Unfashionable though it may be, Jerez is the home of Sherry. Its Fino, Manzanilla, Palo Cortado, Amontillado and Oloroso wines are beloved by a group of cognoscenti, renowned for offering complexity and remarkable value. Explore a range of its fortified – and the rare unfortified wines – below.

About the wines of Jerez

Some of the world’s most outrageously well-priced wines hail from the city of Jerez, the home of pale, tangy Fino and rich, savoury Oloroso Sherry. These unique wine styles have certainly not featured in the pages of Vogue recently but their distinctive flavours, produced using historic methods are cherished by wine lovers.

The region produces broadly two styles – the biologically aged Fino and Manzanilla styles (which are aged under a protective layer of yeast or flor), and those aged oxidatively (in barrel, exposed to the impact of air), such as Oloroso, with some that bridge the two – namely Amontillado and Palo Cortado wines.

The misperception of Sherry as a sweet drink reserved for the elderly has thwarted its ambitions. Wine lovers, however, know that the bone-dry, saline Fino and its sibling Manzanilla, produced in the nearby coastal town of Sanlúcar de Barrameda, offer exceptional quality despite its lack of popularity. What’s more, styles aimed at the wine cognoscenti have emerged in the form of unfiltered Sherry, known as en rama, offering an unadulterated expression of these classic styles.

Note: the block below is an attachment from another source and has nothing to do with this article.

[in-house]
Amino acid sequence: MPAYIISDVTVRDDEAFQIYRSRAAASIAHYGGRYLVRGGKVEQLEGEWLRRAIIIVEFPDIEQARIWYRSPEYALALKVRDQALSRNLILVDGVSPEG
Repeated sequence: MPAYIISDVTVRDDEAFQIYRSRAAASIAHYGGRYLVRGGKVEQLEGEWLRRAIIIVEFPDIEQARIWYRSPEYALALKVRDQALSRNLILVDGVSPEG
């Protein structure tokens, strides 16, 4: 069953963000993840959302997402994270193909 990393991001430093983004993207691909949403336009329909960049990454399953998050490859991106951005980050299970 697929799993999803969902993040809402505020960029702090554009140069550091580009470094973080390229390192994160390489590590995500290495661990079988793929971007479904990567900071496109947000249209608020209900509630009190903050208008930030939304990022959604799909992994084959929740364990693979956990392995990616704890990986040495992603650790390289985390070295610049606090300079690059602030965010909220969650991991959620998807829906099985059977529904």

At the other end of the style scale, the almost-black, sweet Sherries made from dried Pedro Ximénez (PX) grapes make decadent dessert wines. Olorosos can be sweet too (then technically Cream Sherry), having been sweetened with PX, but the truest expression of Oloroso is dry and full-bodied, sporting a deep-brown hue from a long period of oxidative ageing in stacked barrels that form the traditional Sherry solera.

When it comes to age, most are blended to create a house style but in a bid to show those with a keen interest that some wines are particularly rare, age dating has been introduced. VOS (Very Old Sherry) and VORS (Very Old Rare Sherry) denote the wines have an average minimum age of 20 and 30 years respectively.

There’s also a growing movement towards focusing on site rather than the vinification and ageing process for the wines, with a handful of producers making single-vineyard, unfortified Palomino Fino that highlights the potential of the region’s best terroir.


Please wait

We are preparing your content...